Here are some tips for taking your own senior portraits. While I don’t personally recommend it, there are a few reasons why you might want to consider taking your own senior portraits. Your reason might be one of the following:
- Your parents don’t see the value in hiring a professional for a customized experience.
- You are an artistic person and want to test your creativity and your vision.
- You went the big box studio route, and didn’t like the outcome.
- You didn’t plan well and there are no availabilities with your favorite senior photographer.
- You don’t have access to or know of a local professional senior photographer.
- You do have access to a local photographer, but don’t like their style.
- You missed picture day at school.
Taking Your Own Senior Portraits
Here are nine tips for taking your own senior portraits:
- Equipment. Use the best equipment you have access to. These days, almost everyone has a consumer-level camera. If your family doesn’t own one, arrange to borrow one. Better yet, rent one! For as little as $63/week (including the lens), you can have access to better equipment to create better images. If you add on the insurance, you don’t have to worry about accidentally breaking your neighbor’s camera and you’re still not even spending $100. (You may need a parent (over 21) with a credit card to help you rent.)
- Practice Shooting. Once you figure what equipment you’ll be using, make sure you know how to use it. Spend at least two or three days practicing. Make sure you can focus it sharply and get a good exposure. If your images are not tack sharp, well, they will just be awful. Most modern cameras are pretty decent getting a good exposure in well-lit situations simply by using the Automatic (A) or Program (P) settings. Since you’re not a professional, use one of these settings. You will need to read the manual and learn how to focus by using a single focal point. Letting the camera decide what to focus on will only let you down and will not result in tack sharp images.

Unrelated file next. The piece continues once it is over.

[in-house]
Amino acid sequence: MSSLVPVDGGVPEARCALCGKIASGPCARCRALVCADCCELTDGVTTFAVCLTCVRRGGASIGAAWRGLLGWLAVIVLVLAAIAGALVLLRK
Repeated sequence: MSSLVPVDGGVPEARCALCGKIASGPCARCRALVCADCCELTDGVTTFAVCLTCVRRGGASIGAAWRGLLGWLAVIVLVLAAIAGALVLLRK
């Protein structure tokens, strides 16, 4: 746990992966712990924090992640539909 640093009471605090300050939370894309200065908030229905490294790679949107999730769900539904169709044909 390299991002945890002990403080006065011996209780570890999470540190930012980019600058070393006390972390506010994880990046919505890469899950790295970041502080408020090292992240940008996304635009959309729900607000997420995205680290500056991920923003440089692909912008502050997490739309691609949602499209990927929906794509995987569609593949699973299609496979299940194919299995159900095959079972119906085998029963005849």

- Plan. Decide when and where you will take your portraits. Decide what you’ll wear. Choose clothing that isn’t too trendy and doesn’t have words, sayings or graphics on it. Don’t choose clothing that is either too tight or too loose. And please, please do not use live train tracks as your backdrop. Not only is it very unsafe, it is illegal. In fact, be safe no matter what backdrop you choose.
- Assistant or Tripod? Decide if you will place your camera or phone on a tripod and use the timer OR if you will use an assistant (friend with a steady hand) to press the shutter button. The biggest thing to remember here is that IF you ask a friend to press the shutter button for you, they instantly become the legal owner of the copyright to your images. By law, they decide if and when you can reprint them and for what price. They decide if you can purchase or have the digital negatives. They even decide if you can edit them.
- Look for Good Lighting. It takes years to master lighting skills, but here are a few key things to know. Shooting with your back to the sun will blow out your background, and facing the sun will make your eyes squint. Instead, avoid harsh light by looking for open shaded areas to shoot in. If you shoot under trees, make sure the light on your face isn’t dappled or spotty. DO NOT use the pop up flash!